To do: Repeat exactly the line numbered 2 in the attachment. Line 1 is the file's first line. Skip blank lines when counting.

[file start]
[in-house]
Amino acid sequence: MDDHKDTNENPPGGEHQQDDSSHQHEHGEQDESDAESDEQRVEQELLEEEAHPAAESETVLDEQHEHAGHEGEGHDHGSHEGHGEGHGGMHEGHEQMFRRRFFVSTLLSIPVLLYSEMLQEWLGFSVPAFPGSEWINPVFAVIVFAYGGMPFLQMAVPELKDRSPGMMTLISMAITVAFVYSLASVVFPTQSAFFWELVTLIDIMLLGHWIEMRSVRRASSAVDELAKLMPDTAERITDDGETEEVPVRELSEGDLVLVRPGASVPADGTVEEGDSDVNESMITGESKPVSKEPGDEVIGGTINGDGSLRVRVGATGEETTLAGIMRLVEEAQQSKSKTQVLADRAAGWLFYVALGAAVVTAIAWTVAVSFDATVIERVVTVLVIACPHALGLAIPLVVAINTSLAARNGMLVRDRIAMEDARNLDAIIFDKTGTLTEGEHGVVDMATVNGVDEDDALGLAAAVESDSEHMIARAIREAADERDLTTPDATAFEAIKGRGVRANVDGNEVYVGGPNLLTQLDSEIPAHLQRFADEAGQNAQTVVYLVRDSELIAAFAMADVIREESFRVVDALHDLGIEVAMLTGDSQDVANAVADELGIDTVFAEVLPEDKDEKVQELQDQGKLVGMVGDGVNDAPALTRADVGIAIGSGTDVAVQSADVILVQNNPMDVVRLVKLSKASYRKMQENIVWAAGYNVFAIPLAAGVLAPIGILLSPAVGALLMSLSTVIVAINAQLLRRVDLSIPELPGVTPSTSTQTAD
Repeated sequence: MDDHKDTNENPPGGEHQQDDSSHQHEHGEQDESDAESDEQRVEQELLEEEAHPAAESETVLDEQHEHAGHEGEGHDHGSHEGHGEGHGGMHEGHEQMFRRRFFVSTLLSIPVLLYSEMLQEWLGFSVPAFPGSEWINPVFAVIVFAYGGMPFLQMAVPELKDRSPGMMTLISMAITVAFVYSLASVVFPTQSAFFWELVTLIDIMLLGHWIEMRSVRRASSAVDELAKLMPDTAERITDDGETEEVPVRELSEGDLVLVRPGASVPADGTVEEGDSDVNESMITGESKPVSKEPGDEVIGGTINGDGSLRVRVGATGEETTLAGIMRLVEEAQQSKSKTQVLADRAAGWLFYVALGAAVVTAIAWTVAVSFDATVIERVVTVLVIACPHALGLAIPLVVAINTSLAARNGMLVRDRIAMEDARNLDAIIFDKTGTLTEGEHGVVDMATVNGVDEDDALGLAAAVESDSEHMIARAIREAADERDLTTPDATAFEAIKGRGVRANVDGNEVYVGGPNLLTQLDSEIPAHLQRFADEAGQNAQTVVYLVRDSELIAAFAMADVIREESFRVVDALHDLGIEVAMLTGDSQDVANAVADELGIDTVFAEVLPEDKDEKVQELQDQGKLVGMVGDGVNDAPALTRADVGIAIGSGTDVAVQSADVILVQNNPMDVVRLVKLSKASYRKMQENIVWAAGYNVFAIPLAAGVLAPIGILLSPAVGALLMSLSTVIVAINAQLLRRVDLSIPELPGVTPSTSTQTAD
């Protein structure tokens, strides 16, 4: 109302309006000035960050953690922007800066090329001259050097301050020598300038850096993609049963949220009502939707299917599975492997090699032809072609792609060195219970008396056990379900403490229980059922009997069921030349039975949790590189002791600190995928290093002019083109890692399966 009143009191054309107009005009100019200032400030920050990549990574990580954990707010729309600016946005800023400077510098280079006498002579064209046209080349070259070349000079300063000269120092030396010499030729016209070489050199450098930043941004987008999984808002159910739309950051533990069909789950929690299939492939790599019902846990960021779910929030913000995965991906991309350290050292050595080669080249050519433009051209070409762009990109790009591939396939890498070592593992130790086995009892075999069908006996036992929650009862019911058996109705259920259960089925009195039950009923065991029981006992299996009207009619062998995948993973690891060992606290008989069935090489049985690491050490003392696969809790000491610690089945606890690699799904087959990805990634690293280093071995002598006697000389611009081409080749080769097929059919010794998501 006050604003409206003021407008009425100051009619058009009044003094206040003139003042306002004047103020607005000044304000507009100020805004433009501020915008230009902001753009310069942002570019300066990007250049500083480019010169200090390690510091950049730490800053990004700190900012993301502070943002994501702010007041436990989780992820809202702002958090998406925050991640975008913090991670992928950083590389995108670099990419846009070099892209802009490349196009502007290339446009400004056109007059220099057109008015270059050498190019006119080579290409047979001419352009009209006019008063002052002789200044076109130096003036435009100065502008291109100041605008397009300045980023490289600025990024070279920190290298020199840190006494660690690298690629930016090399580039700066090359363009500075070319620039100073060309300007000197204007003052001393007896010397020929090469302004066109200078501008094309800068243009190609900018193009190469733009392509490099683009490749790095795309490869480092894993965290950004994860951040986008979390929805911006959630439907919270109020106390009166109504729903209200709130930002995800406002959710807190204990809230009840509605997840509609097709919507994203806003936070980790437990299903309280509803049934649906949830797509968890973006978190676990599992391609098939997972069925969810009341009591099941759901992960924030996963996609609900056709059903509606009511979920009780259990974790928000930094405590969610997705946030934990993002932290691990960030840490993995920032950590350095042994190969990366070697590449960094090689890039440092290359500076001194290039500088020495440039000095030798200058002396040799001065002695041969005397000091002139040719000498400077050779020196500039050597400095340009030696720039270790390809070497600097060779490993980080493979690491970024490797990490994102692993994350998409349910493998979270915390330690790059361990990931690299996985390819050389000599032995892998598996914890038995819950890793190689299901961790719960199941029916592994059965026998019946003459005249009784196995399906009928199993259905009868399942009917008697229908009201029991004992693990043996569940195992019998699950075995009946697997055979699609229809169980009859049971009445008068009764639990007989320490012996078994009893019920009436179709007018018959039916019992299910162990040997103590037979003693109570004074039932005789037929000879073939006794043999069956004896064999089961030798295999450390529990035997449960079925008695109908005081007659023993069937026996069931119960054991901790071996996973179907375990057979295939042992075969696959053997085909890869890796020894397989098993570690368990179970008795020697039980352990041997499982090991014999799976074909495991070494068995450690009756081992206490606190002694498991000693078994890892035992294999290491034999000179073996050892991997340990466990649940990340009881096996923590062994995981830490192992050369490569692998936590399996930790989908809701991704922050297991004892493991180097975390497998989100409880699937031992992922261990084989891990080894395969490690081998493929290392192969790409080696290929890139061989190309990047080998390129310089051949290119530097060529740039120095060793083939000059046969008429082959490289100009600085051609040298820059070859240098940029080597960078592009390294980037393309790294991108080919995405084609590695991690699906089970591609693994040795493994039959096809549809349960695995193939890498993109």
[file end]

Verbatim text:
Amino acid sequence: MDDHKDTNENPPGGEHQQDDSSHQHEHGEQDESDAESDEQRVEQELLEEEAHPAAESETVLDEQHEHAGHEGEGHDHGSHEGHGEGHGGMHEGHEQMFRRRFFVSTLLSIPVLLYSEMLQEWLGFSVPAFPGSEWINPVFAVIVFAYGGMPFLQMAVPELKDRSPGMMTLISMAITVAFVYSLASVVFPTQSAFFWELVTLIDIMLLGHWIEMRSVRRASSAVDELAKLMPDTAERITDDGETEEVPVRELSEGDLVLVRPGASVPADGTVEEGDSDVNESMITGESKPVSKEPGDEVIGGTINGDGSLRVRVGATGEETTLAGIMRLVEEAQQSKSKTQVLADRAAGWLFYVALGAAVVTAIAWTVAVSFDATVIERVVTVLVIACPHALGLAIPLVVAINTSLAARNGMLVRDRIAMEDARNLDAIIFDKTGTLTEGEHGVVDMATVNGVDEDDALGLAAAVESDSEHMIARAIREAADERDLTTPDATAFEAIKGRGVRANVDGNEVYVGGPNLLTQLDSEIPAHLQRFADEAGQNAQTVVYLVRDSELIAAFAMADVIREESFRVVDALHDLGIEVAMLTGDSQDVANAVADELGIDTVFAEVLPEDKDEKVQELQDQGKLVGMVGDGVNDAPALTRADVGIAIGSGTDVAVQSADVILVQNNPMDVVRLVKLSKASYRKMQENIVWAAGYNVFAIPLAAGVLAPIGILLSPAVGALLMSLSTVIVAINAQLLRRVDLSIPELPGVTPSTSTQTAD